- since your driver knows your destination, it doesn’t matter if he speaks English or not. No need to make small talk (although some drivers are very eager) or engage in other any way. Although “hello” and “thank you” are of course a must;
- according to Grab requirements, the vehicles shouldn’t be more than 3 years old. So the chance for comfort and working Air-con is bigger than with taxis;
- you can also choose the size of your car. If you, for example, have a lot of luggage you can pick GrabCarPlus and have a comfy ride in a SUV.
- obviously traffic! No way to avoid it;
- and again, not really “a con”, but you’ll be charged for toll roads. Luckily, the payment will be taken off your card though Grab app.
I purposely didn’t mention the price in pros. Because it’s hard to tell if ride sharing apps are more or less expansive than the normal taxis. They should be cheaper, but honestly it all depends on the location, on the destination, on the distance and the time. It’s the convenience that’s the biggest advantage of ride sharing apps.
Ohh Bangkok buses – weaving through the city’s bustling streets day and night.
Hoping on a bus in Bangkok can be an exciting experience and I’d even add it to the “must-do” list when in Bangkok – if you’re striving for an authentic adventure. You can find 2 types of buses in Bangkok: old-er ones with no Air-con and new ones with Air-con. While new ones provide more comfort – they’re just like normal buses in any other city – it’s the old ones, that will give you this thrill. They’re loud, they’re colourful and surprisingly fast for this type of transportation.
- they’re super cheap! Taking a bus is definitely the cheapest thing you can do in Bangkok. The old buses fares are 8 or 10 baht (depending on the colour of the bus). That is around 0.3 USD for the whole journey – no matter how far you go. The air-con buses cost a bit more. And by more I mean 12-32 baht (0.35 – 0.95 USD) depending on the route. The fare will be collected on the bus by a bus conductor;
- I’d say that they’re fast. Faster than cars (taxis, Grabs), because they use bus dedicated bus lanes. Plus, because of their size they kind of “rule the roads” and the drivers can squeeze through every gap imaginable;
- as previously mentioned, taking a Bangkok bus is an experience on its own and a great way to explore the city.
- like with every “road based” public transport – traffic! Sometimes even highly skilled and experienced Bangkok bus drivers can’t do anything about it. And if you get stuck in a traffic jam in an old bus with no Air-con in the middle of the day…well, good luck to you! You’ll look like you jumped out of the pool. The heat is real;
- bus fares can be paid only with cash. You have to make sure to have some change with you before getting on;
- navigating the bus network system can be a bit confusing. It happened to me a lot, that despite what Google maps said, the bus didn’t show up at all, didn’t stop when I was waving at it, or the bus conductor said it didn’t go the way I wanted to. So it’s not the most reliable means of public transport, especially when you’re in a rush;
- bus conductors don’t speak much English, so if you’re taking an Air-con bus, where the fare depends on the destination, you’d better have a name of the bus stop written in Thai. But if they already know where you’re going, the conductors will usually keep an eye on you (the foreigner) so you don’t miss your bus stop. That’s very sweet.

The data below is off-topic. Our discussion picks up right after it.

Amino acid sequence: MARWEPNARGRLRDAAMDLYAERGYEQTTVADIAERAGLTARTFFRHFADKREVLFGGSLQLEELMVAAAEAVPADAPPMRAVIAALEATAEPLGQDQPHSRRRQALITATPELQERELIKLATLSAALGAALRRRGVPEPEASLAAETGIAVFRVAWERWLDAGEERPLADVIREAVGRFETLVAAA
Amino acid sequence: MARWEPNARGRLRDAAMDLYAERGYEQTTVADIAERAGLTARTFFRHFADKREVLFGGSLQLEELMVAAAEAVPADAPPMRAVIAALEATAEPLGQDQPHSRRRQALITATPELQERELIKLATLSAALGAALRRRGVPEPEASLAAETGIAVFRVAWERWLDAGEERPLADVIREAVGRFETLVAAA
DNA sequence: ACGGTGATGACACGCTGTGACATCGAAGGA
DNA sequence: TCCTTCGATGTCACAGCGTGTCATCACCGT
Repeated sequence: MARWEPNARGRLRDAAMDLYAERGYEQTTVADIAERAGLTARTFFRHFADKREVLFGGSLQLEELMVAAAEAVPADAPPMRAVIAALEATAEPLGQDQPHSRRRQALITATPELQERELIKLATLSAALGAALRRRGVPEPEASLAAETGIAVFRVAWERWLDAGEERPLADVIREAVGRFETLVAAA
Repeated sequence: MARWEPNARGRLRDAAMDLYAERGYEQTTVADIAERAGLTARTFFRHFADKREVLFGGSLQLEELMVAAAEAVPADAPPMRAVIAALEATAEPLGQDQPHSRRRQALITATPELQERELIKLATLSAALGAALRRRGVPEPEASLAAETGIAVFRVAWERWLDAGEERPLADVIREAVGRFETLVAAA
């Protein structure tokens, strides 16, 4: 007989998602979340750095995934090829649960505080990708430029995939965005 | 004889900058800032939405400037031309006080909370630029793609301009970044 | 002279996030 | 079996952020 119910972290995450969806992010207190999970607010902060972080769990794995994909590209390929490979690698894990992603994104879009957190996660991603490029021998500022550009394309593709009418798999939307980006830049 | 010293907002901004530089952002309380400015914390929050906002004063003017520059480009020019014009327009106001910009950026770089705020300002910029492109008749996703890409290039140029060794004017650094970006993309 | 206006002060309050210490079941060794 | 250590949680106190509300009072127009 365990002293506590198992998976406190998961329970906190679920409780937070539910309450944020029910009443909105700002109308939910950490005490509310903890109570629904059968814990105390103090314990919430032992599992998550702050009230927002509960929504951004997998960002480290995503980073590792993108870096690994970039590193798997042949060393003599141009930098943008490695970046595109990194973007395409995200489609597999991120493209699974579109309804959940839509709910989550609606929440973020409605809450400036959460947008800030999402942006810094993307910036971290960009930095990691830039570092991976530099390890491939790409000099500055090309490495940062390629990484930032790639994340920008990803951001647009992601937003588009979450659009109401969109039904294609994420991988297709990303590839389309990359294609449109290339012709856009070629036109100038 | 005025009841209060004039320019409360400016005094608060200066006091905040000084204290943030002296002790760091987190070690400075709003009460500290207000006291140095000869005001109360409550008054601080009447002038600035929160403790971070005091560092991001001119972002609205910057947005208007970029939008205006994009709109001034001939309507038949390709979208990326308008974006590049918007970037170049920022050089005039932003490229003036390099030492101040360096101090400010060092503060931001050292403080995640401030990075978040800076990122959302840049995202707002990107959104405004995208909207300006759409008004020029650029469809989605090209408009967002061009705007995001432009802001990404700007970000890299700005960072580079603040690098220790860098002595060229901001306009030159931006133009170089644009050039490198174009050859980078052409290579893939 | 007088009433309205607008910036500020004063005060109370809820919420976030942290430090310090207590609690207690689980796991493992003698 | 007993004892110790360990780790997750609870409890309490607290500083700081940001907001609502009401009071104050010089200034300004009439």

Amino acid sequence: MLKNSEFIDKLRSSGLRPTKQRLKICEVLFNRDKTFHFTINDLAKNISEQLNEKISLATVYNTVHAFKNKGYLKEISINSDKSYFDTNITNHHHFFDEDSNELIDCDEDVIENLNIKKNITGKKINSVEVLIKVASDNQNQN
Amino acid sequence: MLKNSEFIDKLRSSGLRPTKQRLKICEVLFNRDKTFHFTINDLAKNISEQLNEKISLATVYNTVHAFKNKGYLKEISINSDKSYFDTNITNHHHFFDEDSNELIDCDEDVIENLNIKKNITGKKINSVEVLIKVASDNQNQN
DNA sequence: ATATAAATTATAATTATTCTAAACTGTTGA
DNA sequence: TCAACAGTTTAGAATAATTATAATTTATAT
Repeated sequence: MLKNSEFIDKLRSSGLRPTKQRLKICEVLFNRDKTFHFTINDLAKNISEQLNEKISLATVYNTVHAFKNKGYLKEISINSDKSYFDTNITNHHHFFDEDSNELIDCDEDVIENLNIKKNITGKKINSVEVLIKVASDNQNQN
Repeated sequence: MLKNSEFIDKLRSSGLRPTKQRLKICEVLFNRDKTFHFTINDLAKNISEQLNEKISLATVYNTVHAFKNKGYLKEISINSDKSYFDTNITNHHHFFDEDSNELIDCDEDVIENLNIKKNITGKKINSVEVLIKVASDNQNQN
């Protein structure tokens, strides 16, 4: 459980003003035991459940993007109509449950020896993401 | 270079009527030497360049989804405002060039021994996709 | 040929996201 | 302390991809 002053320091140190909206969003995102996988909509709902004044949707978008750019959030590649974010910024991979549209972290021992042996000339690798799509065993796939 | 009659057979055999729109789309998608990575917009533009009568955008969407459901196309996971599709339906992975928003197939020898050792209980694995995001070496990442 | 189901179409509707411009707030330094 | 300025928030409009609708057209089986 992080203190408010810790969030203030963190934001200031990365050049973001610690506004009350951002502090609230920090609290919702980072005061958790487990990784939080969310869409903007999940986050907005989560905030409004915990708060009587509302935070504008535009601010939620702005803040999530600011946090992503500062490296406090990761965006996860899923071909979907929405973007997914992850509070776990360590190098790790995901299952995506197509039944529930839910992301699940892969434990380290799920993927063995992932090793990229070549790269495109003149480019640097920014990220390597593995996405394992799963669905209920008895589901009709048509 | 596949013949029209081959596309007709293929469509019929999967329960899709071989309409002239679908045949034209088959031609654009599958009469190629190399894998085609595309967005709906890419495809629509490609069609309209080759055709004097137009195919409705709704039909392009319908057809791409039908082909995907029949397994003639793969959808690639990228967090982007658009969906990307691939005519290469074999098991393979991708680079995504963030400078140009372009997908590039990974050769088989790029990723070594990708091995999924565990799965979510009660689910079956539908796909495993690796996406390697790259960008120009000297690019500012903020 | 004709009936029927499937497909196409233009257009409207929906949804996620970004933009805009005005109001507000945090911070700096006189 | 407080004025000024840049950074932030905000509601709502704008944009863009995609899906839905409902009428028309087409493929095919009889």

A few bus riding tips
Hail the bus by waving at it from a bus stop.
Alert the driver that you want to get off by pressing a buzzer before the bus reaches your stop.
Always sit or hold the handle – some drivers are a bit…rough.
Motorbike taxis? Only in South East Asia. Ok, I don’t know if only in Asia – haven’t been everywhere. But motorbike taxis are very popular there.
When I first arrived in Bangkok I was a bit confused who are those man in high-visibility vests hanging around in different locations. Well, now I know. They’re guys who can take you for a ride – a motorbike ride. Haha!
While this form of public transport is not for the faint of heart, hopping on a motorbike taxi can be an exhilarating experience and an efficient way to beat the jams.
How does it work? Well, you find a guy in a bright vest, show him you destination and negotiate the price. Don’t forget to wear a helmet. They’ll have a spare one.
- getting a motorbike taxi is cheaper than using a regular car taxi;
- since the motorbike can squeeze in everywhere (and they really do squeeze in), it’s a great way to beat traffic jams. The drivers are usually skilled at navigating the city and are bold enough to avoid Bangkok’s congested roads;
- well, again, it’s an experience on its own. If you feel like trying new things and are a bit brave, taking a motorbike taxi will be an unforgettable experience.
- well, firstly: it’s not for everyone. Some of you might consider riding a motorbike with a complete stranger a bit.. weird. Especially that it requires “body proximity”. It actually took me a few months in South East Asia to hop on a motorbike taxi. And firstly, you actually don’t touch with the driver – you can hold onto the back handles. And secondly – you can sit with your legs on one side – so you don’t sit astride. Now I have zero problems with using motorbike taxis, especially since they’re faster than cars;